4 Things To Keep in Mind When Teaching EFL in a Kindergarten
2019-02-20 Jon ITTT Alumni Experiences
As a kindergarten teacher working in China I have a lot of experience dealing with students, fellow teachers; Chinese and foreign, management and parents.
A few years ago I came to China to learn Chinese. To pay for my living expenses I started teaching young learners. Pretty soon I got a full-time job in a kindergarten and I fell in love with the work and I decided to stay in China and keep teaching.
This post was written by our TEFL certification graduate Paul E.
Potential problems you might face in a Chinese kindergarten
One of the first problems I faced was of course the language barrier. In the schools I’ve worked at so far not many people speak English; especially the schools’ management. It’s always quite a task to find out what is expected of you. In China don’t be surprised if you don’t know what is going on around you or if things change at the last moment all the time. For example if the school’s director or owner wants something to be done, it has to be done as fast as possible even if it’s impossible. Since I have a management background at home, I’ve asked myself many times why tasks aren’t handed out earlier. In short, it is because Chinese management is very chaotic. I learned to accept it, if you can’t, it will make you crazy. Chinese staff will do whatever their leader tells them, even if it means working overtime. Working until 9 in the evening when they are off at 5 is not uncommon. Foreign teachers usually don’t work overtime.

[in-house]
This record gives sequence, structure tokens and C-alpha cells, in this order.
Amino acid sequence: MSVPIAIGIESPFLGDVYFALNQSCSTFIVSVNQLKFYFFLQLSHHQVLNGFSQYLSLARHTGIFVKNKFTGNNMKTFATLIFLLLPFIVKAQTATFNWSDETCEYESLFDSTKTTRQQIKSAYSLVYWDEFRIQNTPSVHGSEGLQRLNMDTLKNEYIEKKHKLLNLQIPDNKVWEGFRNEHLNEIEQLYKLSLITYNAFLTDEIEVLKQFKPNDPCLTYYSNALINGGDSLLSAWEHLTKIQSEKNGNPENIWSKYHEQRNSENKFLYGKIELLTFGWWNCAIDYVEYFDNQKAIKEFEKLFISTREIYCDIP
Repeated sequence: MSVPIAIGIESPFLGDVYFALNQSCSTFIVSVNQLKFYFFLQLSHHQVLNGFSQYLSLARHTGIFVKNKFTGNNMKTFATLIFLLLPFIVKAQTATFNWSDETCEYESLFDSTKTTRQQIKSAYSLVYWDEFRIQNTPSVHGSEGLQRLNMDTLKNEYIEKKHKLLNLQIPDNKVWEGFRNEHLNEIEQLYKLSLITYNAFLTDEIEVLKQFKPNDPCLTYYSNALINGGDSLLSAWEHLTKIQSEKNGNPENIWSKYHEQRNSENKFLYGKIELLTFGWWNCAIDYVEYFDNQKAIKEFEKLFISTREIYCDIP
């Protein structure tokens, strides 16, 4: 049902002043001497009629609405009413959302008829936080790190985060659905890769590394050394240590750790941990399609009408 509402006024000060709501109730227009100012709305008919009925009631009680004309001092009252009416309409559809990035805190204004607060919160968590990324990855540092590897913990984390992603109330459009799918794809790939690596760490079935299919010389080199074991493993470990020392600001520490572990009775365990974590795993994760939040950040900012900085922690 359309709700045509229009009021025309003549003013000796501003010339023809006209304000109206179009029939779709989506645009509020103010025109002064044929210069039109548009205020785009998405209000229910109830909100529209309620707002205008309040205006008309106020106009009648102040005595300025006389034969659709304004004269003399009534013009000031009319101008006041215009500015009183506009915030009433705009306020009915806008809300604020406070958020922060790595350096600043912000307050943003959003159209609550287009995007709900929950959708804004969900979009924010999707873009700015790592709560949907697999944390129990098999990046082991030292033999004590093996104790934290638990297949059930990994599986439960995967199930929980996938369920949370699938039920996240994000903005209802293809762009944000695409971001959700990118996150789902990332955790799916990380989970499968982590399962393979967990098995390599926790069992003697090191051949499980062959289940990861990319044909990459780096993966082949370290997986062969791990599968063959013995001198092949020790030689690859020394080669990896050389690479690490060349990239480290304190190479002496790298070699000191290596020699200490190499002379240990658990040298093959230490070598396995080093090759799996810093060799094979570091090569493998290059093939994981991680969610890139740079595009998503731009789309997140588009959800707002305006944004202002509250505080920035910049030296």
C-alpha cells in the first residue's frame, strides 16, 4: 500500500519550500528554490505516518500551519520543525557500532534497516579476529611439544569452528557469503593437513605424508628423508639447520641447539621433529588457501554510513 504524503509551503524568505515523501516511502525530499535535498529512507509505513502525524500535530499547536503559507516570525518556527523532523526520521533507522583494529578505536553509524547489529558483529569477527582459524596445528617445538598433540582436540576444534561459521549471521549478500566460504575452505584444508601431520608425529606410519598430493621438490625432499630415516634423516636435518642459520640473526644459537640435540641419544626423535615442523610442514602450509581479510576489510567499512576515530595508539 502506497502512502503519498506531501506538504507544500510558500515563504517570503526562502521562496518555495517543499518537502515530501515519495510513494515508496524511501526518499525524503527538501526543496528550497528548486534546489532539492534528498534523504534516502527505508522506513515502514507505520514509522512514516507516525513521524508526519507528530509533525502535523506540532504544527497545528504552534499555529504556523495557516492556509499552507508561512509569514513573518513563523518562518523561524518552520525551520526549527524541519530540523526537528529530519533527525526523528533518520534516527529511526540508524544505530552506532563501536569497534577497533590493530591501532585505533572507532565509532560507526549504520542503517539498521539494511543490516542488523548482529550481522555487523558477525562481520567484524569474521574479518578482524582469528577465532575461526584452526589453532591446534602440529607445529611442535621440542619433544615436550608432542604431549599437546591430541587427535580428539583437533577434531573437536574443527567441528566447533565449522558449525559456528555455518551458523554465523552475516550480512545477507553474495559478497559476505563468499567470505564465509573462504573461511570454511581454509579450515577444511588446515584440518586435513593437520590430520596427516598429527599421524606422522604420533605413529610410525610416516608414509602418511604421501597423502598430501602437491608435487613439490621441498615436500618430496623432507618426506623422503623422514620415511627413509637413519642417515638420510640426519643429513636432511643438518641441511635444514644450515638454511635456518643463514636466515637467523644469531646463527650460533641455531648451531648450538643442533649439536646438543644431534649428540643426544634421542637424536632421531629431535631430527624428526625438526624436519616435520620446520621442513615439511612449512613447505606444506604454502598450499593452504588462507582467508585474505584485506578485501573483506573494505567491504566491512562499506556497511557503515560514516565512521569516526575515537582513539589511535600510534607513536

You can call on other foreign teachers for advice and support
In most kindergartens you are not the only foreign teacher. Working together with other foreign teachers allows you to learn from each other’s experiences. Experiences in the country where you teach as well about ways used in each others’ home country.
Getting to know your students will help you teach them
Teaching English to Chinese children requires certain skills. First of all be very patient and be ready for whatever. Class sizes can be anywhere from 4 to 40 children and you have to manage it all. Very young children, age 3 years, don’t speak much and you need to make a very active class with songs and many games. Students aged 4 - 5 years usually know some English and are fun to teach. They basically love to do whatever you ask them to do. 5-6 year old students are a challenge; especially boys. In China many boys are spoiled by their parents and grandparents. They are used to getting whatever they want. In class the ones that don’t behave are usually the spoiled boys. I’ve learned that by getting to know each child individually you’ll find out how to approach them and how to teach them in a class. For example be strict or loose, reward or punish.
Parents like to be involved
Teaching Chinese children also involves the parents. Parents all want their child to be the best. If a child doesn’t learn well, the teacher is usually the one they blame. Even you have done everything you can. However Chinese parents are also very good in praising their teacher if their child performs well. I have experienced that many parents try to be friends with me and occasionally invite me for dinner. I politely refuse because many schools don’t allow you to do this as well as accept gifts, read your contract carefully.
Working abroad is fun. You learn a lot from another culture and, especially in China, I feel the work I do is highly appreciated.
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